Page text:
To opt out of IUOE Local 150 dues:
- Enter your information into the form below and click “submit.”
- On the resulting page, click the link to open your customized form. You will also receive an email with a link to your form.
- Print the form. If you check the appropriate box about needing a printed version, we’ll mail you a copy of the form.
- Sign and date the form.
- Mail the completed form to the address at the top of the form. We highly recommend sending it via certified mail.
The International Union of Operating Engineers, Local 150 (IUOE Local 150) is the designated union for approximately 23,000 working men and women in Illinois, Indiana and Iowa in both the private and public sectors.
A private sector employee who disapproves of paying IUOE Local 150 does not have the rights described below to end deductions but may be eligible to pay a reduced rate. The private sector employee who has a faith-based objection may also be allowed to donate to charity instead of paying union dues as described here.
Public sector employees who are employed by the certain private organizations are also represented by IUOE Local 150.
For years, public employees have been forced to pay union dues as a condition of employment, allowing unions to take their members for granted. However, the U.S. Supreme Court recently ruled that public employees can no longer be required to financially support a labor union against their will. (Janus v. AFSCME, 2018). Janus v. AFSCME, 585 US (2018)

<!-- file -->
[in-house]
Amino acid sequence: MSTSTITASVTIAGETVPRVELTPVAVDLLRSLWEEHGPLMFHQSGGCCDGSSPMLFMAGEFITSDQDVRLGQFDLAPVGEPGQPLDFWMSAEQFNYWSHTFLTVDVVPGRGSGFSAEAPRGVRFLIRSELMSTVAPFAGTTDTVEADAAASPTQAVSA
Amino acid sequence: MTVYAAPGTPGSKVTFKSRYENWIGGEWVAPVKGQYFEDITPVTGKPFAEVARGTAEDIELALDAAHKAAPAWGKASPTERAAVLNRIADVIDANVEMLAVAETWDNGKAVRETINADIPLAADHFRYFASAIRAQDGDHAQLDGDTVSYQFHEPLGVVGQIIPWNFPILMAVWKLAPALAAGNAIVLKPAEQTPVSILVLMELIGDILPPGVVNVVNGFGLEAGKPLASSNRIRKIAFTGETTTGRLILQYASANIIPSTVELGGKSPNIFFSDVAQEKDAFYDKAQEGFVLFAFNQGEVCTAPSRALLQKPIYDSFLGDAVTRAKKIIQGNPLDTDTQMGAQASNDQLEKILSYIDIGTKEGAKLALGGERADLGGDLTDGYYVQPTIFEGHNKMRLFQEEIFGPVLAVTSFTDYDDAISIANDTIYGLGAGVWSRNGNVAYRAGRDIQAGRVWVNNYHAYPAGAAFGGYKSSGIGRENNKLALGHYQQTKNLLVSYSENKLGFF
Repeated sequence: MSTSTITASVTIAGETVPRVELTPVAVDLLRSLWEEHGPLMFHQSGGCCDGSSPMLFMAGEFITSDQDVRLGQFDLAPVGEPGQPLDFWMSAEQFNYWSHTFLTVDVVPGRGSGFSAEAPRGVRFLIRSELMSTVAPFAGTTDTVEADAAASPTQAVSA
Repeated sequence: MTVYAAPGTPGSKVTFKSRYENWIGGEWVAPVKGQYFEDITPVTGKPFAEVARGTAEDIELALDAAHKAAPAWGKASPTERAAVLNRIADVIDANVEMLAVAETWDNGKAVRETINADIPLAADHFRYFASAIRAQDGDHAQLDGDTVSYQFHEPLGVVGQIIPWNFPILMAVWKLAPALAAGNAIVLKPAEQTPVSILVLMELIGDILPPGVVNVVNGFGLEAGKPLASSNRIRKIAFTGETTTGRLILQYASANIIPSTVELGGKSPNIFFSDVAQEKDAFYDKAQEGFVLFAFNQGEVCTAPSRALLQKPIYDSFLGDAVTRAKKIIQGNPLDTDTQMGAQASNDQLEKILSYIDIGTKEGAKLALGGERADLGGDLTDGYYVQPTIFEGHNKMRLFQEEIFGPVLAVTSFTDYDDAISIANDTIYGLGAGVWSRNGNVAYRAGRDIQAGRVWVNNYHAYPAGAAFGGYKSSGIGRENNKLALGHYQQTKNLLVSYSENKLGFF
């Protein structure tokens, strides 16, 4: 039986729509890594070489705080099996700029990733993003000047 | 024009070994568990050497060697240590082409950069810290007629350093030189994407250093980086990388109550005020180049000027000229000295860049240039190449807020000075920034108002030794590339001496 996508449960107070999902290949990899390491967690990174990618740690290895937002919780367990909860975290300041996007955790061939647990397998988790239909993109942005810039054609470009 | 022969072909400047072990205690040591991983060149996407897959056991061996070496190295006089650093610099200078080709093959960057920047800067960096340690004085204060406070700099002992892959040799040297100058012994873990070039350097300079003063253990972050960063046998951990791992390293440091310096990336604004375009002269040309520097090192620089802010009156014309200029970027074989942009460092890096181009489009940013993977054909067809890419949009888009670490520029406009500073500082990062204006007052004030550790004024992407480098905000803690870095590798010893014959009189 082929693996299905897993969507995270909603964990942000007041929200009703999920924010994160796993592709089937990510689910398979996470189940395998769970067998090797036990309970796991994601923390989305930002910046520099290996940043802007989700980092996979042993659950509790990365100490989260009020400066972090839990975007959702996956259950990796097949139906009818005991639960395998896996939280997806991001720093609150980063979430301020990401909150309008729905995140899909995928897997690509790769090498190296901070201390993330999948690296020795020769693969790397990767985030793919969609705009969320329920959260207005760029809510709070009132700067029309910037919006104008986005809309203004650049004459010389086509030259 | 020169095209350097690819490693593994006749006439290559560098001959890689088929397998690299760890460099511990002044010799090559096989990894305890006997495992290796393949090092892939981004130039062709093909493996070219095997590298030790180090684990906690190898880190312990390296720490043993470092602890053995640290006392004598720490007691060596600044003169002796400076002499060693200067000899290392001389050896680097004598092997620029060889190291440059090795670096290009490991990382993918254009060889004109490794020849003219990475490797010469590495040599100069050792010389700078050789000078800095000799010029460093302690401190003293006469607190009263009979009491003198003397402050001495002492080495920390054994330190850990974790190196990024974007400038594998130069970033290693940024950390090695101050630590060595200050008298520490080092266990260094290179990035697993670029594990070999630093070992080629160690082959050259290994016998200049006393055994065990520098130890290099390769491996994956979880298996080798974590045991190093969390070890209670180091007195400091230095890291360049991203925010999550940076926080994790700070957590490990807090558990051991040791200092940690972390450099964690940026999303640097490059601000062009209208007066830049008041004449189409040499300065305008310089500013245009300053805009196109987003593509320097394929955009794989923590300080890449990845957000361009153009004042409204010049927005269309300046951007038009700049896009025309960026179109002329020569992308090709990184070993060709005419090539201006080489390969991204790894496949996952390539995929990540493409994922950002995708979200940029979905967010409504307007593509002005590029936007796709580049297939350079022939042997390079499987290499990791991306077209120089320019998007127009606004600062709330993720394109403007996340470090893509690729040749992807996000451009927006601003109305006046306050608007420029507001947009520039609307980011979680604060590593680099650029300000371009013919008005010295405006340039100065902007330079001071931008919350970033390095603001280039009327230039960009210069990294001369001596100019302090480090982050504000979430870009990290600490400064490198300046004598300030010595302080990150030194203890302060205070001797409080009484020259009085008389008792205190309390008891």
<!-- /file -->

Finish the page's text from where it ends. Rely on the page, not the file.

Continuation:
Consequently, public employees may decline to pay these private organizations without losing their jobs or employer-provided benefits.
It is important to know that IUOE Local 150 may continue to automatically withhold dues from employees pay even if they never signed up for membership in the first place. The best way to ensure the deductions stop is to submit a request to the union in writing.
You can opt out of IUOE Local 150 dues by filling out the form above, printing it and mailing it to the union.
Frequently Asked Questions
You should receive some acknowledgement of your request from the union within a few weeks.
In most cases, union dues are automatically deducted from employees’ paychecks. Monitor your paychecks to make sure the dues deductions stop. If the deductions continue for more than a couple pay periods after submitting your opt-out request, contact the union.
Finally, keep in mind:
Opting out is your constitutional right. However, unions like IUOE Local 150 sometimes place restrictions on when they will accept opt-out requests. If the union refuses to immediately cancel dues deductions from your pay, ask them to provide you with written documentation and contact us for assistance.